The food at the farmers market was cheaper and tasted better, but I was only buying select items. It wasn’t accounting for my main meals everyday. So I cut the cord and said goodbye to processed, packaged foods, and refrigerated produce.

I figured I would last a week and run starving back to Whole Foods.

The world I encountered was so different from what I expected. Peaches that were so filling I could skip a meal. Desserts that I couldn’t over-eat and had to save for later. Items called “seconds” that cost pennies to the dollar only because they needed to be eaten right away.

I was hooked. My worries quickly faded away and the weeks turned into months. Now, here I am years later and still enthralled. The food varies each week but is always filling and tasty.

Below is a photo-sample of this weeks purchases. Enjoy!

And, if you are thinking of trying out farmers markets, or even getting off supermarkets, I give you a virtual high-five. It will be the best decision you ever make.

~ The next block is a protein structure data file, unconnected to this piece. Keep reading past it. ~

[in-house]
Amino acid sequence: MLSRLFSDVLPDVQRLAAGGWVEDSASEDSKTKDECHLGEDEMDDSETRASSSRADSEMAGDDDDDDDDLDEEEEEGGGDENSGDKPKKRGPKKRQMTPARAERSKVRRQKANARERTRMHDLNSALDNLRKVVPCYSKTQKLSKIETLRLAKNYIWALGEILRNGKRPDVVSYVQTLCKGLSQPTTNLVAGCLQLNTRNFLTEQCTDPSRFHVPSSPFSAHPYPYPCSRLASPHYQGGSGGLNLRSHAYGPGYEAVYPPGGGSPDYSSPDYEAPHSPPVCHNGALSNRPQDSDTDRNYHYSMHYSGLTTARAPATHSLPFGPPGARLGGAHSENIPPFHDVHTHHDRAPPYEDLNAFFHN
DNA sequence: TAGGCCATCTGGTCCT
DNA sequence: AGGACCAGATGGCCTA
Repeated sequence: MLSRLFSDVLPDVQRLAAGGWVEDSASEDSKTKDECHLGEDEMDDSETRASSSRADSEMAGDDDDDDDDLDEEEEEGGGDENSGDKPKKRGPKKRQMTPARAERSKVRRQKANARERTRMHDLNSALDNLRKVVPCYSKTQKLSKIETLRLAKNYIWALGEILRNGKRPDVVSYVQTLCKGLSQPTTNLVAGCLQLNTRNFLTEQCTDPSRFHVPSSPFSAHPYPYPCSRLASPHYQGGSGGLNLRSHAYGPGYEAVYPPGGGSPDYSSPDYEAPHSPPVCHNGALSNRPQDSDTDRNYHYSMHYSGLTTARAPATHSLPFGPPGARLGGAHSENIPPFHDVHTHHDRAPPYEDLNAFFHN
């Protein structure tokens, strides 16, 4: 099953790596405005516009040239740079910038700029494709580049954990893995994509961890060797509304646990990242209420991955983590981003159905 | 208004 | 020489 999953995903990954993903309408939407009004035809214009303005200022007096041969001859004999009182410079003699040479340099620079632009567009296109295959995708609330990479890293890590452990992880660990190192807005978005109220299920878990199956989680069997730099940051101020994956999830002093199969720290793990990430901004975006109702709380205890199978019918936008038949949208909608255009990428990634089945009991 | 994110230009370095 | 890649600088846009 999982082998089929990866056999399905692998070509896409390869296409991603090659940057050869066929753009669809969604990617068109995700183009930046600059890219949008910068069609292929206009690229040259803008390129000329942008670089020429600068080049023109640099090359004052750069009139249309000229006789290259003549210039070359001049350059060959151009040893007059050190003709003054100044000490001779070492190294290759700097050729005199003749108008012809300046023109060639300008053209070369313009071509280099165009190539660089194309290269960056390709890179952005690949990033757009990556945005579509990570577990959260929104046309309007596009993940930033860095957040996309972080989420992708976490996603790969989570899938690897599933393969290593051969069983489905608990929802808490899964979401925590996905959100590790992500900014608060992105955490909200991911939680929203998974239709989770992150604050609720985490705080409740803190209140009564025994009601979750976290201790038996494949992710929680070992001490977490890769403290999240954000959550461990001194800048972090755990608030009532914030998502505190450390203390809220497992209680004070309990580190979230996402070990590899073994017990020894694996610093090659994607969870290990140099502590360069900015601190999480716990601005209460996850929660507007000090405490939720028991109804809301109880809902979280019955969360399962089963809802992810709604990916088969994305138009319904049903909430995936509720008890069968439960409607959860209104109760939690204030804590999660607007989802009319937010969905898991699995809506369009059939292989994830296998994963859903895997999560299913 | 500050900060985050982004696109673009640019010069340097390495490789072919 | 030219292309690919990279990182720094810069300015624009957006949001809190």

Jalapeños, super hot. They use to be green, but turn red as they dry. When dry they flake and can be used for spicing it up.

 

Staggered avocado bag. Each one ripens at a different time in the week.
Country White and Cheese.
Watermelon is almost gone and super cheap ($3)
Bean sprouts.
Easy to cook (3 mins) and doesn't need sauce, just a few cut-up vegetables, cheese.
Concord grapes.
3 for $10
BBQ the corn. Dip the broccoli in the hummus.
Perfect for quesadillas and pasta
For meatball sandwiches.
The honey is for making ice cream.
The old-school italian farmer said three of these (dried Jujubes) every morning keeps you regular.

How food coma overcomes exercising

Let’s pretend that you’re an alien coming to Earth for the first time. You have no existing knowledge of humans and someone describes this to you:

The human ingests an item that inhibits their ability to think or move. Essentially their brain and body is in a weakened state. This state lasts for around an hour.

Would you think that I am describing poison?

It does seem that way, but what I am actually describing is the common American lunch (and dinner). Somehow we have developed a culture of acceptance for this and we call it, food coma.

This phenomenon is now a three times daily occurrence and spoken of with pride, like on Thanksgiving Day we all look forward to it.

A quick Google Timeline search shows that the phrase is barely mentioned in texts until 1995, after which it explodes in print. A modern phenomenon.